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Novorossiysk

NOVOROSSIYSK, a seaport town of S. Russia, in the Chernomorsk or Black Sea territory, on a bay of the same name (also named Tsemes), on the N.E. coast of the Black Sea. Pop. (1900) 40,384. The bay, nearly 3 m. wide at its entrance on the E., and 5 m. deep from E. to W., is exposed to the N.E. wind (bora), which sweeps down from the Caucasus Mountains with great violence. There is an artificial harbour (1893) protected by a mole. Novorossiysk is connected by a branch railway to Tikhoryetskaya (169 m.) with the main Caucasian line, which crosses the Volga near Tsaritsyn, and has become an important centre for the export of corn, and since the petroleum wells of Groznyi in northern Caucasia were tapped it has become an entrepot for the export of petroleum. Cement is manufactured. Large grain elevators have been built, and a new commercial town has grown up. Besides cereals, which amount to 69% of the whole, the exports consist of petroleum and petroleum waste, oilcake, linseed, timber, bran, millet seed, wool, potash, zinc ore and liquorice, the total annual value ranging between 3^ and si millions sterling. The imports are small. Some 1500 acres in the vicinity of the town are planted with vines. Novorossiysk has belonged to Russia since 1829.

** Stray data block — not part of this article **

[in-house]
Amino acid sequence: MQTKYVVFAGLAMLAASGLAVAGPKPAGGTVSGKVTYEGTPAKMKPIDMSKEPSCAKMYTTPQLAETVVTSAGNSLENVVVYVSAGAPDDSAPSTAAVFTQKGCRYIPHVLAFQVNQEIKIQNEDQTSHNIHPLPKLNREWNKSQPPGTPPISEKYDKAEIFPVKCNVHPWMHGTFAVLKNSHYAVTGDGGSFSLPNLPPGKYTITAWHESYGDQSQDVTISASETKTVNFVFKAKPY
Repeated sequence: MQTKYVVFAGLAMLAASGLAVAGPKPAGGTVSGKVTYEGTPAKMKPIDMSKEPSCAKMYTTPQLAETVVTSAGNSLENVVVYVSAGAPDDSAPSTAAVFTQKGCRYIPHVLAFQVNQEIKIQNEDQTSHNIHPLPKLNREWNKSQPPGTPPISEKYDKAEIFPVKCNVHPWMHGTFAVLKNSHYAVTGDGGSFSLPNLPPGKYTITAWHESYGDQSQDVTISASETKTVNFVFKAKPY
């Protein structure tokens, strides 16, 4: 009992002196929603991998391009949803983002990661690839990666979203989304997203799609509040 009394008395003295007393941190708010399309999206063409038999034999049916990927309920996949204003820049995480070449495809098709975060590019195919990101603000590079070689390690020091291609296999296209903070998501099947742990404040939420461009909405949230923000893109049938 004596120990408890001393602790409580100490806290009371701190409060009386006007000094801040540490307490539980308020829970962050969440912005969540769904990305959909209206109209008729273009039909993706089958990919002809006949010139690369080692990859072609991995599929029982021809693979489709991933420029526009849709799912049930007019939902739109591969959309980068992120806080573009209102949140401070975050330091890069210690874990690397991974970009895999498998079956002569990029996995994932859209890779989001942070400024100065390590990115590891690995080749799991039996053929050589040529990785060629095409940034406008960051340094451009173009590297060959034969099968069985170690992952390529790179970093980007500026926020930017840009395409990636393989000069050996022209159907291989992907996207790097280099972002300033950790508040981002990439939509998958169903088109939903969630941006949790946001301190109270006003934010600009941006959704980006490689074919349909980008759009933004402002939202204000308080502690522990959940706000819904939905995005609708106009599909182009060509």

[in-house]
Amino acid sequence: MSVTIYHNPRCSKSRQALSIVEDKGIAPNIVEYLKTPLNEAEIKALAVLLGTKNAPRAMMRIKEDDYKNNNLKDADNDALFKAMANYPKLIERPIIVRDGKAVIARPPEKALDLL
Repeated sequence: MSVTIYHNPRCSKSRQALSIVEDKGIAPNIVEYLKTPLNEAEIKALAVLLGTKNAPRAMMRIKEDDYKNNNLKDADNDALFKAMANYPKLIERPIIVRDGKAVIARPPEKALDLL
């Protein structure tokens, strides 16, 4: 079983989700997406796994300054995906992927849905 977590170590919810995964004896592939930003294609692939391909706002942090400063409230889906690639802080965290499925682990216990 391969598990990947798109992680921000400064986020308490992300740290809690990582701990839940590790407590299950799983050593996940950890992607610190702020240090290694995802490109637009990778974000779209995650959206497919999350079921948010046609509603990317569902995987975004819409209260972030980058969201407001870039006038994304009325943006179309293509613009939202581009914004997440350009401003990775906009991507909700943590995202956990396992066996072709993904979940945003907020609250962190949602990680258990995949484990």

Note - this article incorporates content from Encyclopaedia Britannica, Eleventh Edition, (1910-1911)

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